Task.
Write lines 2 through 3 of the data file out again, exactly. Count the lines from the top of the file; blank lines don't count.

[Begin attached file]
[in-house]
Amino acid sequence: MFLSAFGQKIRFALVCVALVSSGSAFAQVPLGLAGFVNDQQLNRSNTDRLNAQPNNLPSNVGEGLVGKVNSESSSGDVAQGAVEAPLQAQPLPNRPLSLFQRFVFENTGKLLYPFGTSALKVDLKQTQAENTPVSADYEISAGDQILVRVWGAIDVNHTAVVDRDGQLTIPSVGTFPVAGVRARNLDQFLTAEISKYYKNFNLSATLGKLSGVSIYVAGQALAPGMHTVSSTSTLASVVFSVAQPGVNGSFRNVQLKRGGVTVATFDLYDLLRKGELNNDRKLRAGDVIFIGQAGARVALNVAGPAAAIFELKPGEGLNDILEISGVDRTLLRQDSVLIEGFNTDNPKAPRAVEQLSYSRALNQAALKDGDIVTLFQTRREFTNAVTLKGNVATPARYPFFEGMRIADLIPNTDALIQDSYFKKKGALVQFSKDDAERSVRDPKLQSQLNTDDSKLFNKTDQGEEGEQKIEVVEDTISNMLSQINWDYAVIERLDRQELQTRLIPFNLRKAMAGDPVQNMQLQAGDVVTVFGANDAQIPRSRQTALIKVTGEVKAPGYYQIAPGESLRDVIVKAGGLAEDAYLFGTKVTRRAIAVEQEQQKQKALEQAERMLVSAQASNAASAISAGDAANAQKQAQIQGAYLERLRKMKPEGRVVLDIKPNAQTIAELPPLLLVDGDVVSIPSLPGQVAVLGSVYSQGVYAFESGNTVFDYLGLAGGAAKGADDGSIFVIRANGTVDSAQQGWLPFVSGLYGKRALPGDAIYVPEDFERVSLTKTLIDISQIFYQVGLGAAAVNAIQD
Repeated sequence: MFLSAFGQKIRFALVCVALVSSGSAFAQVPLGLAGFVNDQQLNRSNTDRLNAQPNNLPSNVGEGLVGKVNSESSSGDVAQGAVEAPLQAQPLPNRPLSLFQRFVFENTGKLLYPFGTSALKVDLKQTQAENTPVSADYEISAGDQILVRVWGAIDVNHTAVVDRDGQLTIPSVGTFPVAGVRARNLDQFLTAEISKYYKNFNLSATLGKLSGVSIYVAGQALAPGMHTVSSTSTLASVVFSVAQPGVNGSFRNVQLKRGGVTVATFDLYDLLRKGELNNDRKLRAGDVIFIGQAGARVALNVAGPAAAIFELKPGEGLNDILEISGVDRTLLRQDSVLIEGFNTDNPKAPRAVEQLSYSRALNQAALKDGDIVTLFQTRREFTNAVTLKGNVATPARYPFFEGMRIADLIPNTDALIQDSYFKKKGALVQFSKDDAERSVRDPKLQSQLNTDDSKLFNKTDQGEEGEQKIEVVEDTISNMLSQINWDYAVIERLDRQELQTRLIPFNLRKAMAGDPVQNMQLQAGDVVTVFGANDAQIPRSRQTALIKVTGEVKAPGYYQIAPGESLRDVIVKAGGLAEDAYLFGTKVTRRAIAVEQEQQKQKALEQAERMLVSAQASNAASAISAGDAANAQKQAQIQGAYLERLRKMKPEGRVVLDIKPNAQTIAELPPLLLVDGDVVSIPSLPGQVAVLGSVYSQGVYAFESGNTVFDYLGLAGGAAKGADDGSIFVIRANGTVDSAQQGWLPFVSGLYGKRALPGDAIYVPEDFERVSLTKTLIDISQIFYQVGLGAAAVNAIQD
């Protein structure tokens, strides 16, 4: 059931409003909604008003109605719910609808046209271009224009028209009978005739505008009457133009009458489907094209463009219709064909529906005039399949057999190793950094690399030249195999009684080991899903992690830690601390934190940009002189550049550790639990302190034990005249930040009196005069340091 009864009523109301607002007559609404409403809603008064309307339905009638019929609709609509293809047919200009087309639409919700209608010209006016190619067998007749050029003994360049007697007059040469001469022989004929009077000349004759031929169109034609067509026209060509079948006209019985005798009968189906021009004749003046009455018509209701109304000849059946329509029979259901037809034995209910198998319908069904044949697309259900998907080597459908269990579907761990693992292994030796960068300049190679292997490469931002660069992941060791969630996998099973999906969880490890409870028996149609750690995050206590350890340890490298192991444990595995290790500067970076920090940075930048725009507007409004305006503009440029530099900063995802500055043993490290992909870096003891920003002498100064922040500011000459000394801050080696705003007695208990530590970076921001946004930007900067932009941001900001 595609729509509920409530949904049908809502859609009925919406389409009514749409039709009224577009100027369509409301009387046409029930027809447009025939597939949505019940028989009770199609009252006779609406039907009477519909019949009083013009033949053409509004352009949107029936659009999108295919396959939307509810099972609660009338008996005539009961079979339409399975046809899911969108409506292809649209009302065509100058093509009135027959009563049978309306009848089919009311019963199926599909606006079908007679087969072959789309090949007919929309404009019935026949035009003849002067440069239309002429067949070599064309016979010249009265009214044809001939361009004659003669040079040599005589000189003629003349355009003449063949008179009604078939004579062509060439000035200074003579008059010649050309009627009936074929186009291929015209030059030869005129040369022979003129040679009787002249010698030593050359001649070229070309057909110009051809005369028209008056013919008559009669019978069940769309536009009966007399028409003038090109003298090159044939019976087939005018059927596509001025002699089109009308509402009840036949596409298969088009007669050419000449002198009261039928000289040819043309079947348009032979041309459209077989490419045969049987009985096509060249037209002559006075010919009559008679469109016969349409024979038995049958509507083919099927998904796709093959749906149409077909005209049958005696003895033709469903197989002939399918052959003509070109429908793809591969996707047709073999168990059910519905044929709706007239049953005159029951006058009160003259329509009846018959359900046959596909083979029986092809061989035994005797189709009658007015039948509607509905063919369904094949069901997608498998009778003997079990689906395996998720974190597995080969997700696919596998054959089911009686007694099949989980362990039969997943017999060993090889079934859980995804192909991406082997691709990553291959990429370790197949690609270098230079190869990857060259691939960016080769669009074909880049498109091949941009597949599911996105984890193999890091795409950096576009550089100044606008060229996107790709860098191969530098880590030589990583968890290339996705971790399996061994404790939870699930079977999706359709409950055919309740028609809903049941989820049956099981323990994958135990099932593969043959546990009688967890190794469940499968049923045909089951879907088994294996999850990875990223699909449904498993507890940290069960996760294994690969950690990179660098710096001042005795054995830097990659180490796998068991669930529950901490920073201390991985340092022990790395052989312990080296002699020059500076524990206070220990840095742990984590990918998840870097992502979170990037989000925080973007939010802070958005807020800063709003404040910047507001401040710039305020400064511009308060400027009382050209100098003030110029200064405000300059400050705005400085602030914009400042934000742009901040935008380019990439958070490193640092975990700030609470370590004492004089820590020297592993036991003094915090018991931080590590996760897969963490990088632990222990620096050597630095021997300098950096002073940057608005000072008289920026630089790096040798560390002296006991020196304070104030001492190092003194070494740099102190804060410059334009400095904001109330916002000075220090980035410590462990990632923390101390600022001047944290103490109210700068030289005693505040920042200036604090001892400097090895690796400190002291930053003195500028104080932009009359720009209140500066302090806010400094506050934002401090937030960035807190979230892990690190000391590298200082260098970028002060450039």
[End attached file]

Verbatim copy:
Amino acid sequence: MFLSAFGQKIRFALVCVALVSSGSAFAQVPLGLAGFVNDQQLNRSNTDRLNAQPNNLPSNVGEGLVGKVNSESSSGDVAQGAVEAPLQAQPLPNRPLSLFQRFVFENTGKLLYPFGTSALKVDLKQTQAENTPVSADYEISAGDQILVRVWGAIDVNHTAVVDRDGQLTIPSVGTFPVAGVRARNLDQFLTAEISKYYKNFNLSATLGKLSGVSIYVAGQALAPGMHTVSSTSTLASVVFSVAQPGVNGSFRNVQLKRGGVTVATFDLYDLLRKGELNNDRKLRAGDVIFIGQAGARVALNVAGPAAAIFELKPGEGLNDILEISGVDRTLLRQDSVLIEGFNTDNPKAPRAVEQLSYSRALNQAALKDGDIVTLFQTRREFTNAVTLKGNVATPARYPFFEGMRIADLIPNTDALIQDSYFKKKGALVQFSKDDAERSVRDPKLQSQLNTDDSKLFNKTDQGEEGEQKIEVVEDTISNMLSQINWDYAVIERLDRQELQTRLIPFNLRKAMAGDPVQNMQLQAGDVVTVFGANDAQIPRSRQTALIKVTGEVKAPGYYQIAPGESLRDVIVKAGGLAEDAYLFGTKVTRRAIAVEQEQQKQKALEQAERMLVSAQASNAASAISAGDAANAQKQAQIQGAYLERLRKMKPEGRVVLDIKPNAQTIAELPPLLLVDGDVVSIPSLPGQVAVLGSVYSQGVYAFESGNTVFDYLGLAGGAAKGADDGSIFVIRANGTVDSAQQGWLPFVSGLYGKRALPGDAIYVPEDFERVSLTKTLIDISQIFYQVGLGAAAVNAIQD
Repeated sequence: MFLSAFGQKIRFALVCVALVSSGSAFAQVPLGLAGFVNDQQLNRSNTDRLNAQPNNLPSNVGEGLVGKVNSESSSGDVAQGAVEAPLQAQPLPNRPLSLFQRFVFENTGKLLYPFGTSALKVDLKQTQAENTPVSADYEISAGDQILVRVWGAIDVNHTAVVDRDGQLTIPSVGTFPVAGVRARNLDQFLTAEISKYYKNFNLSATLGKLSGVSIYVAGQALAPGMHTVSSTSTLASVVFSVAQPGVNGSFRNVQLKRGGVTVATFDLYDLLRKGELNNDRKLRAGDVIFIGQAGARVALNVAGPAAAIFELKPGEGLNDILEISGVDRTLLRQDSVLIEGFNTDNPKAPRAVEQLSYSRALNQAALKDGDIVTLFQTRREFTNAVTLKGNVATPARYPFFEGMRIADLIPNTDALIQDSYFKKKGALVQFSKDDAERSVRDPKLQSQLNTDDSKLFNKTDQGEEGEQKIEVVEDTISNMLSQINWDYAVIERLDRQELQTRLIPFNLRKAMAGDPVQNMQLQAGDVVTVFGANDAQIPRSRQTALIKVTGEVKAPGYYQIAPGESLRDVIVKAGGLAEDAYLFGTKVTRRAIAVEQEQQKQKALEQAERMLVSAQASNAASAISAGDAANAQKQAQIQGAYLERLRKMKPEGRVVLDIKPNAQTIAELPPLLLVDGDVVSIPSLPGQVAVLGSVYSQGVYAFESGNTVFDYLGLAGGAAKGADDGSIFVIRANGTVDSAQQGWLPFVSGLYGKRALPGDAIYVPEDFERVSLTKTLIDISQIFYQVGLGAAAVNAIQD